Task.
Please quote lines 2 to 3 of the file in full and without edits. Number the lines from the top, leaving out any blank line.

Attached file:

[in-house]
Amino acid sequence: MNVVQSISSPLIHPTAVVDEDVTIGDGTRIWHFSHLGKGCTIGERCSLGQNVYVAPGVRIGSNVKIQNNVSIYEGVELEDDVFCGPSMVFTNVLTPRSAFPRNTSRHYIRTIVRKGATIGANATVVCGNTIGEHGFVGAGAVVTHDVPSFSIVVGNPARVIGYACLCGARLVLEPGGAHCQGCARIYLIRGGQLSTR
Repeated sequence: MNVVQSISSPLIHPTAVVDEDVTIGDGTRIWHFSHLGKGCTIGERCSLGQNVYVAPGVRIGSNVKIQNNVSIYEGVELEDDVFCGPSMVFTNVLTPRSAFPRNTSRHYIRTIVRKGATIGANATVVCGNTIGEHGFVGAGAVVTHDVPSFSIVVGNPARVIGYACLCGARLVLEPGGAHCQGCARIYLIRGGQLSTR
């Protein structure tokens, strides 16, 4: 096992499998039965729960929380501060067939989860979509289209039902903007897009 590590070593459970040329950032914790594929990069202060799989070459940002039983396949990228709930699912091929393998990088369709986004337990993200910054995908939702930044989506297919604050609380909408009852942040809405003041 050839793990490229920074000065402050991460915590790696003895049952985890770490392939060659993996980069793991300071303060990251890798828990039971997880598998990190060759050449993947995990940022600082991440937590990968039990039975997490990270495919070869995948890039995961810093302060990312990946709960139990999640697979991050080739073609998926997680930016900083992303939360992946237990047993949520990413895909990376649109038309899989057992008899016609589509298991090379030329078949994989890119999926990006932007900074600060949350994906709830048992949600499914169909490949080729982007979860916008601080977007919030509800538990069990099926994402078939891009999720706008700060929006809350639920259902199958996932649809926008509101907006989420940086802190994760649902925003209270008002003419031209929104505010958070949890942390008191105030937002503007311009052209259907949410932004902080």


Amino acid sequence: MNVVQSISSPLIHPTAVVDEDVTIGDGTRIWHFSHLGKGCTIGERCSLGQNVYVAPGVRIGSNVKIQNNVSIYEGVELEDDVFCGPSMVFTNVLTPRSAFPRNTSRHYIRTIVRKGATIGANATVVCGNTIGEHGFVGAGAVVTHDVPSFSIVVGNPARVIGYACLCGARLVLEPGGAHCQGCARIYLIRGGQLSTR
Repeated sequence: MNVVQSISSPLIHPTAVVDEDVTIGDGTRIWHFSHLGKGCTIGERCSLGQNVYVAPGVRIGSNVKIQNNVSIYEGVELEDDVFCGPSMVFTNVLTPRSAFPRNTSRHYIRTIVRKGATIGANATVVCGNTIGEHGFVGAGAVVTHDVPSFSIVVGNPARVIGYACLCGARLVLEPGGAHCQGCARIYLIRGGQLSTR